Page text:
Progressive Sergio Massa and ultra-liberal Javier Miley will face each other in a runoff, in the dispute over Casa Rosada. Progressive Al-Biruni Sergio Massa He leads the presidential vote with 36.1%, followed by extreme liberals Javier Miley By 30.3%. Conservative Patricia Bullrich (Jxc) trails by more than 23%.
Argentina will then return to voting on November 19. More than 35 million citizens were called to the polls on Sunday (mandatory voting) to choose the next president from among five candidates in the elections. No one could win the first round. The performance of Massa, the candidate of the Union for the Fatherland coalition, was better than expected, while Mili, the candidate of the Advanced Freedom Party, did not achieve the expected success.
Even if it doesn’t break through, anarcho-capitalist Miley, who upended Argentina’s political map by waving chainsaws at marches against the “parasitic class,” He was the undisputed hero of Election Day, Argentina’s star in search of a miracle or the antithesis of 21st-century Evita. “We can create the best government in history,” affirmed the La Libertad Avanza candidate, who is accompanied to the polling station by his sister Karina (“the president,” he says). Hundreds of people were waiting for him on Sunday morning at the Technological University of Buenos Aires, where he received a rock star welcome. With throws of red roses, hands reaching out to touch him, Hysterical tears and a police cordon to curb the public’s enthusiasm. Who sang: “Se siente, se siente, Milei Presidente.”
They will have to wait, Peronism is not ready to give up. Sergio Massa, the son of Italian immigrants, got a better result than previous expectations, especially in the main province of Buenos Aires, where Peronist governor Axel Kicilloff was also re-elected. “Whoever governs will have the enormous task of solving many problems,” warned the UFP candidate at the time of the vote, who knows the issue well as the current economy minister: inflation is 138%, the middle class is free. 4 out of every 10 Argentines fall below the poverty line. His journey was full of thorns, not roses. He had to distance himself from President Alberto Fernández, who is leaving with an approval rating of less than 15%; By Representative Cristina Kirchner, convicted of corruption, And with an economic crisis that he was unable to tame. Whatever happens, he reassured himself, awaiting the results: “On Monday, Argentina will still be there.” The “hawkish candidate” Patricia Bullrich, a member of the right-wing coalition “Juntos Por el Cambio” and former Minister of Security, who until the end had hoped to return, was excluded from the electoral race.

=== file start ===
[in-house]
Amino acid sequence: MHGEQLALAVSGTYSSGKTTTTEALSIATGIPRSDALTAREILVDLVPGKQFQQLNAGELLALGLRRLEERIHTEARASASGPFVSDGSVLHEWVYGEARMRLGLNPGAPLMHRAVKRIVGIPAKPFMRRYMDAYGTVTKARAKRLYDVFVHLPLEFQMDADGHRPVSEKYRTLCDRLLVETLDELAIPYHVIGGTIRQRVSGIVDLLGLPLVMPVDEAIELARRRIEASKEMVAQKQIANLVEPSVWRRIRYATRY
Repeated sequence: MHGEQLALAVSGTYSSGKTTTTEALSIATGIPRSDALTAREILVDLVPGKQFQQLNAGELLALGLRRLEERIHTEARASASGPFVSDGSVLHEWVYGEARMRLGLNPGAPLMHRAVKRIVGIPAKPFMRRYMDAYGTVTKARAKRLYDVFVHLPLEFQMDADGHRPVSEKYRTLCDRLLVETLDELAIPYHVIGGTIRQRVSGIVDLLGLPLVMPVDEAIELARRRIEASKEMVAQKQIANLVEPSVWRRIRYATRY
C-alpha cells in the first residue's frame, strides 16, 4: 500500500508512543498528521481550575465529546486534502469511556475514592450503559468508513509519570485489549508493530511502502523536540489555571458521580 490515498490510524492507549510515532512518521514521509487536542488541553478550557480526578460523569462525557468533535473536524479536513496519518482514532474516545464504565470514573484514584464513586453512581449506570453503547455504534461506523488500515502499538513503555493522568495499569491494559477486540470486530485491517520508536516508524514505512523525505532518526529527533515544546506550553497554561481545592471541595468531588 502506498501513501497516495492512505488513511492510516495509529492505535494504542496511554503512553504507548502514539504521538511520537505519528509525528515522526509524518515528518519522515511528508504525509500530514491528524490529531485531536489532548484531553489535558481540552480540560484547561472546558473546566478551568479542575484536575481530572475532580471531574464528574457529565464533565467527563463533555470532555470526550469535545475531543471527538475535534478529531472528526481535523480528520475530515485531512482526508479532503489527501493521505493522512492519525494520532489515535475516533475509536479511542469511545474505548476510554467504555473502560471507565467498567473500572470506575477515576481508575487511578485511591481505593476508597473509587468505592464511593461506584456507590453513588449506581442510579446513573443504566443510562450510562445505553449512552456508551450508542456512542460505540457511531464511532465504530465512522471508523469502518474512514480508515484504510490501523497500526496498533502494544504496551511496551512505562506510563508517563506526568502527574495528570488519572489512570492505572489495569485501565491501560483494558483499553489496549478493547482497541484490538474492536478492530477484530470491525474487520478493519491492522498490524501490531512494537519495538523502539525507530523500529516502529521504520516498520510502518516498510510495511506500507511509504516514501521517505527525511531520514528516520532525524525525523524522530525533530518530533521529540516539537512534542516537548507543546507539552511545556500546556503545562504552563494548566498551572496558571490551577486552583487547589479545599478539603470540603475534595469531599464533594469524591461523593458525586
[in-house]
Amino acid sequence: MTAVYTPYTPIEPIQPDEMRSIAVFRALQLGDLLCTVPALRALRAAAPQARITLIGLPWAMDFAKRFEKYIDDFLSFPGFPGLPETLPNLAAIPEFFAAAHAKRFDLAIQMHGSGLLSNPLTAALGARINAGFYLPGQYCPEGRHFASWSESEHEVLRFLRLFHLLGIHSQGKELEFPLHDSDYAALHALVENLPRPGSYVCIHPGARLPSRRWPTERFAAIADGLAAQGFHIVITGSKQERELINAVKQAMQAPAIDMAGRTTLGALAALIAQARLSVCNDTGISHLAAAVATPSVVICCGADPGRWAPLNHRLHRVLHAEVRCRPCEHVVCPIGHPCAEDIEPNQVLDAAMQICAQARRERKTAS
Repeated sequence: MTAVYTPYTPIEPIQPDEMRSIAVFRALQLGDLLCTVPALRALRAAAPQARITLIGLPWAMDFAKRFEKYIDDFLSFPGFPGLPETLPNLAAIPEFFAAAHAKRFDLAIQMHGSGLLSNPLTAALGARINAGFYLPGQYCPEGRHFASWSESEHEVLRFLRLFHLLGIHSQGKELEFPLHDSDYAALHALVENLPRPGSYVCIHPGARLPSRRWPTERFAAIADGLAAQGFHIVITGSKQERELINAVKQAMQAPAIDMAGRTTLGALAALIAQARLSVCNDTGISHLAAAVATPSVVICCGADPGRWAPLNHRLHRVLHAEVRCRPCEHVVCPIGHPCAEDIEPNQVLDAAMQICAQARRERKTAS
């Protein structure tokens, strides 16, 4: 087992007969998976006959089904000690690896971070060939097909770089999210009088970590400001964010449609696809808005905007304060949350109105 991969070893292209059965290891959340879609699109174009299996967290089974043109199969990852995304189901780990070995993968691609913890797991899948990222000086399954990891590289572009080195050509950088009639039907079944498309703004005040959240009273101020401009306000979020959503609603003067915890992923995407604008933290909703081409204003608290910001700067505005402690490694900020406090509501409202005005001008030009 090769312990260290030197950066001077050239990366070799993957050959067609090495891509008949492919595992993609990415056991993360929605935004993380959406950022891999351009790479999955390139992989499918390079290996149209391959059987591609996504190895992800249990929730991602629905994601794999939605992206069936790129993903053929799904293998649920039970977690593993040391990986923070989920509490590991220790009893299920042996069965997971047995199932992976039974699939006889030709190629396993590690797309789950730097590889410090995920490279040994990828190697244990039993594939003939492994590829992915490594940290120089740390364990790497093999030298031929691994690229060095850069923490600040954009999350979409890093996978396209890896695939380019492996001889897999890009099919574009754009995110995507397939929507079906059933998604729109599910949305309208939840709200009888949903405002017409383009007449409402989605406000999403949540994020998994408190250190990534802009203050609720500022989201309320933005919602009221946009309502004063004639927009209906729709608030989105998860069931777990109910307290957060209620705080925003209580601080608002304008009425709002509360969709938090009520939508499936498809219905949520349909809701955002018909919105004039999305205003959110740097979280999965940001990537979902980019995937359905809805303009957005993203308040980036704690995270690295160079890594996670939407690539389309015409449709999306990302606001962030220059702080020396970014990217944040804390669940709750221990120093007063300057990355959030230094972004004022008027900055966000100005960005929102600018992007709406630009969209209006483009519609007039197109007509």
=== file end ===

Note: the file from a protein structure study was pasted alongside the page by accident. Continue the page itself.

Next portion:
Now the duel will become close. On paper, the Liberal is the favorite in the run-off, but on Sunday night, at the Peronist party headquarters (Fernandez and Kirchner absent), there was an air of recovery. It will be necessary to see whether the libertarian populist will in fact be able to retain protest votes, but also win the votes of the liberal right and radicals, or whether the fear of jumping into the void he represents will eventually come to an end and his radical proposals will no longer be stronger. Forty years after the end of the military dictatorship, many analysts wonder whether democracy is in danger, or more simply, whether the “anti-system” Miley will follow in the footsteps of Donald Trump and Brazil’s Jair Bolsonaro. Unlike previous presidents, Argentina’s “libertarian” populist does not have solid political power to support him, even if opinion polls predict that Libertad Avanza will rise in these elections from two deputies (Mili and his deputy) to at least 41 deputies. As a result of an impoverished and disillusioned nation, neither the Peronist left nor the traditional right, which alternated in power, could provide answers. The king of talk shows and TikTok, who despises China and denies the climate crisis, appealed to young people and frustration by calling socialists “poop” and promising to “dollarize” the economy — against the advice of the International Monetary Fund, which owes Argentina $44 billion — And “dynamite” for the central bank. Whether he will be able to govern, if elected, remains a mystery.
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